By Nirdev Desai
A wise person once said, “Take care of your pennies and the dollars will take care of themselves.” However, saving and investing seems increasingly difficult in the current post-pandemic environment. Recently, it was announced that Amazon CEO Jeff Bezos will retire on a lump sum of $ 197 billion, or 739,489 times the median retirement fortune of Americans. However, unlike Bezos – who will soon pursue his lifelong ambition to travel to space – many cannot afford to pursue their dreams during their golden years.
The extraordinary adventure of retirement raises an important question: How does a “normal” person go about achieving true wealth, and are they the only alternatives to inheriting your wealth or becoming a business tycoon? For many of us, none of these options are realistic. Many would argue that becoming a dollar millionaire provides a good indicator of being truly comfortable financially, and that can seem like a stiff target. According to the World Wealth Report, only 1 in 380 people reach this position. However, what is really interesting is how these people became millionaires. Here, the evidence often goes against what one might expect.
A lot of people don’t realize that most dollar millionaires aren’t like Bezos, Musk, and other successful entrepreneurs. They also didn’t earn their place on the list by a legacy. 88% of dollar millionaires are self-made, and are on average 61 years old (source: Fidelity Investments).
Author Thomas Corley has argued that much of the success of self-made millionaires is due to what he called “rich habits,” providing important evidence that being rich is also a behavioral choice. Corley’s research also shows that millionaires can also be divided into two groups:
- Savers-investors, whom he describes as a typical employee who saves diligently (typically around 20% of gross income) over his entire professional career, and invests those savings for the long term.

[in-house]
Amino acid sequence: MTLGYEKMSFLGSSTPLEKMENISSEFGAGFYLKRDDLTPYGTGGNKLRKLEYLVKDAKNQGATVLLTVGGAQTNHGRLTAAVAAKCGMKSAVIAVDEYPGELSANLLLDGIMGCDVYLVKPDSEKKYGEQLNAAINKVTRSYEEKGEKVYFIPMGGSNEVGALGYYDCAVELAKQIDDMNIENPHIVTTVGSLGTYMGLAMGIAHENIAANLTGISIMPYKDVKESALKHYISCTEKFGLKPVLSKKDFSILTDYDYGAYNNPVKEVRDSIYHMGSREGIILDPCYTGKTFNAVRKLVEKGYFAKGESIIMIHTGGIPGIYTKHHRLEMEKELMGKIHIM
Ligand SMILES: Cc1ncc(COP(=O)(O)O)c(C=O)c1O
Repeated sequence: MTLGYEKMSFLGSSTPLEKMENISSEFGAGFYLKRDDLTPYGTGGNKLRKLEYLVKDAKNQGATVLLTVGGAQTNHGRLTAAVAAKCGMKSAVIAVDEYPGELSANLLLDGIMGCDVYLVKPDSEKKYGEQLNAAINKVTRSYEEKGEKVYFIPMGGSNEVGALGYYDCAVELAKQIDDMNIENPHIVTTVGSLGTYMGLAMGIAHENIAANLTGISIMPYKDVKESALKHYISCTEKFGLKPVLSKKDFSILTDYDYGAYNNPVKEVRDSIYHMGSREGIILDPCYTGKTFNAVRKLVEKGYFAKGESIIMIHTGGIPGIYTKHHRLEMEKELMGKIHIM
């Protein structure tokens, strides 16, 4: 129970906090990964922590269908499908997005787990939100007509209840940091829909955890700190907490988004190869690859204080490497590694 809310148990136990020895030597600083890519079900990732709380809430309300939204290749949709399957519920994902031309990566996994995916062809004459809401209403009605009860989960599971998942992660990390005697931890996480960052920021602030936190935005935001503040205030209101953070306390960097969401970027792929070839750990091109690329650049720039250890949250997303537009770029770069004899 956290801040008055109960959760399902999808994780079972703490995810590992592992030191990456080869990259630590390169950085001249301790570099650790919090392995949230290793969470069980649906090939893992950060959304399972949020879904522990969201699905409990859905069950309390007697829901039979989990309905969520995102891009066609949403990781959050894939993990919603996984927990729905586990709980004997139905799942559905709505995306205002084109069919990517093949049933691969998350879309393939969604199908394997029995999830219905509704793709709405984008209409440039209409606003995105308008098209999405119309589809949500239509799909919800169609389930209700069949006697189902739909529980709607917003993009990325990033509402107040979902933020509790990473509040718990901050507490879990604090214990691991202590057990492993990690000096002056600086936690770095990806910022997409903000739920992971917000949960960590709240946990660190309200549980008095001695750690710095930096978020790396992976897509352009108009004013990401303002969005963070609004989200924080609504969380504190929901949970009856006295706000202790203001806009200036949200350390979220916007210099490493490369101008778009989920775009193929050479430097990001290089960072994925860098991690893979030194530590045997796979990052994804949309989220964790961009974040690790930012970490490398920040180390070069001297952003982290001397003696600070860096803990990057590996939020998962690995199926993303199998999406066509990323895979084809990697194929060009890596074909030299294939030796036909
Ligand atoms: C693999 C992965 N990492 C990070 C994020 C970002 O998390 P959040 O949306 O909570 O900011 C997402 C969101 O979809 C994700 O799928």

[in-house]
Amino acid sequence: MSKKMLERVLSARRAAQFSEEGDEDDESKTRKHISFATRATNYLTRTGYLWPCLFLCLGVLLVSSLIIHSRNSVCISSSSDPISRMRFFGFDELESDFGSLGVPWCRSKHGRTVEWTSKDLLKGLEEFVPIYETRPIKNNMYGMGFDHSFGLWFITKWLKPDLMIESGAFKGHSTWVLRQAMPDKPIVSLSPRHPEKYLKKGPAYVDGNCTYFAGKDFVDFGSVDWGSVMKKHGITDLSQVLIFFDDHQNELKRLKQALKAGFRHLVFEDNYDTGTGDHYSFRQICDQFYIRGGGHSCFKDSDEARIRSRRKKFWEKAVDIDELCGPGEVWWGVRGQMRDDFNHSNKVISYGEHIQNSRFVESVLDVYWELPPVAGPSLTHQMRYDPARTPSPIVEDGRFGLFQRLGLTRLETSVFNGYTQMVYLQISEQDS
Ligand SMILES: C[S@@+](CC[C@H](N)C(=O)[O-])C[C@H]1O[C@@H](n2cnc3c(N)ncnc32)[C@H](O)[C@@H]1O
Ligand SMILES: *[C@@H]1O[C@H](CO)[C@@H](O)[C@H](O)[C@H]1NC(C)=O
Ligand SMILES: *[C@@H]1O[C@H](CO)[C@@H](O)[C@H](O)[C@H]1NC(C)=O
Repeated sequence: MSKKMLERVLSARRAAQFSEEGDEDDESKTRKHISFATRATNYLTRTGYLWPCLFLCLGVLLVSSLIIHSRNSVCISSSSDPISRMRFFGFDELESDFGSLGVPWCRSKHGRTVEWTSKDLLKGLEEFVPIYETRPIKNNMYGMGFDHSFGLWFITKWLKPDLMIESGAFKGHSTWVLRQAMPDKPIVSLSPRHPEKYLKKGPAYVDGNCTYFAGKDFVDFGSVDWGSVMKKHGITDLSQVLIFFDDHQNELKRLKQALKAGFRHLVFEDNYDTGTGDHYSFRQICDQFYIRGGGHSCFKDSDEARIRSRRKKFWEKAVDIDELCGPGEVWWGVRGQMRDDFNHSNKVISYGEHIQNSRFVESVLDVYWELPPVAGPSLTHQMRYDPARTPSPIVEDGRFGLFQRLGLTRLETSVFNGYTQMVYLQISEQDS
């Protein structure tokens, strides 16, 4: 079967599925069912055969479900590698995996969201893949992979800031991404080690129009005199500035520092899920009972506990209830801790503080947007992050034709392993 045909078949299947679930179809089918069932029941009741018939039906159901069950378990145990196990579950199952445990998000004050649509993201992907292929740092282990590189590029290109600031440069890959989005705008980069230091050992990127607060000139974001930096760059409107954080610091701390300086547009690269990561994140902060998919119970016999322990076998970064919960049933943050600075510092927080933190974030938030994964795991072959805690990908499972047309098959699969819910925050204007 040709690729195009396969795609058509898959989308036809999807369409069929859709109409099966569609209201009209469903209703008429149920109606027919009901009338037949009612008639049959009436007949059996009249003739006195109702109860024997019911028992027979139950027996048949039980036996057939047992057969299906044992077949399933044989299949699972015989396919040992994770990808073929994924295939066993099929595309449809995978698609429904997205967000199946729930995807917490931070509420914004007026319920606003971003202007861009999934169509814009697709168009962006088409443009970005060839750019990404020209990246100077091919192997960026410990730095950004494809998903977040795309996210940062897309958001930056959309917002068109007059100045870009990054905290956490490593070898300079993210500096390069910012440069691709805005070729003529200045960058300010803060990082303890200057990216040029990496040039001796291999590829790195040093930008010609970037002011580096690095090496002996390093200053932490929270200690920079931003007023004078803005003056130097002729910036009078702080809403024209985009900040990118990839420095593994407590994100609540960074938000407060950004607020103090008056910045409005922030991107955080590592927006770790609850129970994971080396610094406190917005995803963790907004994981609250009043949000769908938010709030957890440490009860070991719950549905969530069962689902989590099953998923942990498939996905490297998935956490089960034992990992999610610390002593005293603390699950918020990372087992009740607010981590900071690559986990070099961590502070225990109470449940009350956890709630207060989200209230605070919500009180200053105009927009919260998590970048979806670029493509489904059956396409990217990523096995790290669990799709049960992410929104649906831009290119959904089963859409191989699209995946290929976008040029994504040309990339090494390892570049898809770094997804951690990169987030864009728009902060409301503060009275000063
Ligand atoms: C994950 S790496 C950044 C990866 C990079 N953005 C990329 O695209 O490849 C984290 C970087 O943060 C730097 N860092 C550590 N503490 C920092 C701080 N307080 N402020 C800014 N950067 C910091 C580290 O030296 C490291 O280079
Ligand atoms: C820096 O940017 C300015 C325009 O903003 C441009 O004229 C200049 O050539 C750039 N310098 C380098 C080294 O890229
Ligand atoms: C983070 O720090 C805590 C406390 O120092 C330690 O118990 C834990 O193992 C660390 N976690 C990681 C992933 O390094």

- Dreamy entrepreneurs, who create wealth by taking substantial risks themselves, and the majority of them have failed at least once.
What seems clear, however, is that wealth creation is not just a question of means, but also a question of mindset. Healthy savings habits are the key to success. For the average person, this only happens after a four-decade career, and many who do get there are unwilling to retire. Rather than calling it retirement, they call it financial freedom. However, what seems clear is that building wealth is not an overnight trip, nor accidental, nor just a matter of luck.
Savings Month reminds us that building real wealth begins with a conscious decision to change our approach to our finances. Saving with a goal should be the starting point for anyone who wants to change their bottom line and ultimately achieve financial freedom. Engaging with a trusted financial planner can help you clarify your goals and put a plan in place to help you get there. Most importantly, it’s time we realized that saving and investing successfully is a decades-long journey that begins with everyday choices.
Nirdev Desai is the Sales Director of PSG Wealth